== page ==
Stress is a normal part of life. In fact, manageable levels of stress are healthy for our development and ability to experience enjoyment and fulfillment in our lives. While addressing commonly held myths about stress, The APA drew an appropriate comparison by stating “Stress is to the human condition what tension is to the violin string: too little and the music is dull and raspy; too much and the music is shrill or the string snaps.” Many of us, however, have grown too accustomed to the latter, despite overwhelming evidence indicating that a failure to manage our stress leads to detrimental effects on our health.
Finding relief isn't always easy
We encounter stress from various areas of our lives. Money, school, career, and parenting all demand a great deal of us . Having to be so thoroughly engaged in so many ways is exhausting. To further complicate matters, our self-care is almost always what suffers first. We stop eating healthy, we don't sleep enough (or we sleep too much), we stop exercising, and we isolate ourselves from friends and family. Furthermore, we form unhealthy habits as a means of coping, rather than making time for ourselves. We may procrastinate, spend hours in front of the TV or computer, self-medicate with alcohol, comfort eat with fast food, or take out our stress on others.
Many of these unhealthy outlets are habit forming and abstaining from them isn't always as simple as deciding to do something else. Sometimes managing our stress means cultivating new habits and making lifestyle changes. However, making lifestyle changes requires effort over a period of time and it's easy to become discouraged when we fail. We need patience, support, and realistic expectations.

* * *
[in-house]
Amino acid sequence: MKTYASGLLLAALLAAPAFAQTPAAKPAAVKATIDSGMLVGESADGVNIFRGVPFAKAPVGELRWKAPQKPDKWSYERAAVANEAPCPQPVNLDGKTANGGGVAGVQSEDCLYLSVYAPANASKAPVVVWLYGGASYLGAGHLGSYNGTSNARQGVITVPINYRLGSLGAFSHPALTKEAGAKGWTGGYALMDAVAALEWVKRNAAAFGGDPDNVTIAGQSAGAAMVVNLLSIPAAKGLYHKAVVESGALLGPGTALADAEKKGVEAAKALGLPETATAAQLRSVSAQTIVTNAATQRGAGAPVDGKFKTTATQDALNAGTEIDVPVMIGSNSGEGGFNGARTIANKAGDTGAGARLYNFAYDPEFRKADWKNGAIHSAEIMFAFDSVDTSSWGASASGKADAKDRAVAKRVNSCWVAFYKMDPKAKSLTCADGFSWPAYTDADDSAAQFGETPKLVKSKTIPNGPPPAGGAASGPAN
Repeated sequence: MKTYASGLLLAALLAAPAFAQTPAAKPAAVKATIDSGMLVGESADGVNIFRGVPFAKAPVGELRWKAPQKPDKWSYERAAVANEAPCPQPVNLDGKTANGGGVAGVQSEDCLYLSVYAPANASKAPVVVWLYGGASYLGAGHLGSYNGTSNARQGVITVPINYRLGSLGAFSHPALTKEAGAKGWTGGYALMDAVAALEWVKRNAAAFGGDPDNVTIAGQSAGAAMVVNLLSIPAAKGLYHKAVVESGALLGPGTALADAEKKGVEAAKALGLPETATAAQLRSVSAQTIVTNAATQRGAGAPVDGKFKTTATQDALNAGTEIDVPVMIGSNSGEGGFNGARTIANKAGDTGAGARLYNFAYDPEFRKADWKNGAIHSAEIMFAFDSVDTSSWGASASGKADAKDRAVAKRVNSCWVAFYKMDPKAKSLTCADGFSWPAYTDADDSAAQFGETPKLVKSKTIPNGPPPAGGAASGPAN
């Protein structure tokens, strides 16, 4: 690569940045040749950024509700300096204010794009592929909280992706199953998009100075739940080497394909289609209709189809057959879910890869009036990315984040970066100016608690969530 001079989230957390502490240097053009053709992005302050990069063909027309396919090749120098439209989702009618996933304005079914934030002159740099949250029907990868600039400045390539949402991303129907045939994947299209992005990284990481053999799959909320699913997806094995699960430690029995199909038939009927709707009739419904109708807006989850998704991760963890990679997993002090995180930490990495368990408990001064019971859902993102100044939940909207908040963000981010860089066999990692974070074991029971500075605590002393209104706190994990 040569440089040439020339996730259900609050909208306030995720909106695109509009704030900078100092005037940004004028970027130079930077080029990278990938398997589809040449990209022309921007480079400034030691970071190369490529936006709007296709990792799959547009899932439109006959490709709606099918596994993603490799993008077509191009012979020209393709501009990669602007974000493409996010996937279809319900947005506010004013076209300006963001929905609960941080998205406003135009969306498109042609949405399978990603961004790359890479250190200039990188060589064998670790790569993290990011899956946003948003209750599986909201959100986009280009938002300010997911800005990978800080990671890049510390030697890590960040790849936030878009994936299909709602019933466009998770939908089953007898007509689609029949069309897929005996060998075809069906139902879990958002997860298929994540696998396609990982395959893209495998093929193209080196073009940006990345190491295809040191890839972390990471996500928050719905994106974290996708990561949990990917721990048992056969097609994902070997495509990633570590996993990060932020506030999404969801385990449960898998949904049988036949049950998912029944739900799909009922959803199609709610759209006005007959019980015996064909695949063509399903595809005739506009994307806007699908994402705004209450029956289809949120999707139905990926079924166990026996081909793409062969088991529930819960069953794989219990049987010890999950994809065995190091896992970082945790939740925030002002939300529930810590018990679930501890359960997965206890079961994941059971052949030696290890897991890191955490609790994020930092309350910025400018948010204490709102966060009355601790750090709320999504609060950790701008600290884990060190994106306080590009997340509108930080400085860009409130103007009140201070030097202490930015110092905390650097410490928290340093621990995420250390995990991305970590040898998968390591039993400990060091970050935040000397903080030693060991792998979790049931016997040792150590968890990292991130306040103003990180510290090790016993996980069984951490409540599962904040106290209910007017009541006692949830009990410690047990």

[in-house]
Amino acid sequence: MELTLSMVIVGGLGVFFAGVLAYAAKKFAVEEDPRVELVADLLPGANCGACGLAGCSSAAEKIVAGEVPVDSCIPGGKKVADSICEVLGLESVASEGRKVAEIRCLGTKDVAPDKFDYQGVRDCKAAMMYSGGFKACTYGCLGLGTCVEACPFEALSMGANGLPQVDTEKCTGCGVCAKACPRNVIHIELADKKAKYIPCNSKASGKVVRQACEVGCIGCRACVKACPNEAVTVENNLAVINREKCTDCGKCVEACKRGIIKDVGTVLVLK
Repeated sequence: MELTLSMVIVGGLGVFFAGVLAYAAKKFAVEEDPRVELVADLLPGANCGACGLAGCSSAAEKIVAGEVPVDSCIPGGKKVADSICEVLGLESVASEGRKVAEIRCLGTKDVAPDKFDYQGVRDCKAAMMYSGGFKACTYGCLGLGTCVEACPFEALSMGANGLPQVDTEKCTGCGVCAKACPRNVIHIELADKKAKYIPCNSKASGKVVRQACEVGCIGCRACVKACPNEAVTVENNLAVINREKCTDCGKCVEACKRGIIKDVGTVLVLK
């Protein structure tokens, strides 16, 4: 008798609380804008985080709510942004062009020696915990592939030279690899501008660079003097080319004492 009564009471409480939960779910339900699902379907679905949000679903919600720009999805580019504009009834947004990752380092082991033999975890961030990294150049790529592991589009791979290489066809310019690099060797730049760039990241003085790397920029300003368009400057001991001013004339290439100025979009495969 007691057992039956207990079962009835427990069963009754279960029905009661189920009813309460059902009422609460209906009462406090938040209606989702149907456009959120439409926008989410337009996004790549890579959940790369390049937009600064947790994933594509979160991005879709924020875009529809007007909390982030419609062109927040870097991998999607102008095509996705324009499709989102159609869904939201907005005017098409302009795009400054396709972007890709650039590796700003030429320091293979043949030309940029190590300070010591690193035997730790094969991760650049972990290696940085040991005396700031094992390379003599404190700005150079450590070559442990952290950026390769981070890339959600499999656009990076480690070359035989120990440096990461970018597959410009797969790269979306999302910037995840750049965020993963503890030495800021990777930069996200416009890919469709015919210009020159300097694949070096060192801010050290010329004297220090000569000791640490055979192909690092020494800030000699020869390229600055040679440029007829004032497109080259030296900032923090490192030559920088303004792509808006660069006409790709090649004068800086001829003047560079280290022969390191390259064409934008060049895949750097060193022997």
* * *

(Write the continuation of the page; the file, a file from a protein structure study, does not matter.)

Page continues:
KNOWING OUR LIMITATIONS
It’s one thing to be challenged in your life. Learning a new job, earning a degree, and becoming a parent are all normal, healthy challenges that can be overwhelming at times. But we also need the tools to navigate these challenges and an awareness of when we need support. If it's a daily struggle to catch your breath and you frequently feel your life is on the verge of crumbling, then you're getting overwhelmed with too much stress. By not being aware of our limitations or taking steps to address our needs, we're putting ourselves at risk for even greater problems.
Sometimes it's easy to lose sight of knowing (or even accepting) when the stress in our lives has grown beyond our control. Finding a sense of direction among so much chaos can feel impossible. For every problem we attempt to address, two more emerge. Just when we feel like we're getting some traction, something unexpected happens. The car breaking down, an unexpected illness, or a sudden loss of employment can all create a sense of unpredictability that gradually wears down our health and wellbeing.
How can counseling help?
Counseling can play a critical role in helping you not only learn to effectively manage your stress, but to develop an understanding of what a healthy work-life balance looks like for you. Remember, you're not trying to eliminate stress from your life. You're trying to master it. When you take steps to understand and manage your stress and stop allowing it to control your life, you're not just going to survive, you're going to thrive.
Whether you're enduring a transitional period in your life, or simply struggling with a day-to-day responsibilities, counseling can help you learn to accept what you can't change and focus on what you can. Taking breaks, setting boundaries, managing your attitudes, and engaging in what you love will ensure that you remain resilient, empowered, and moving forward.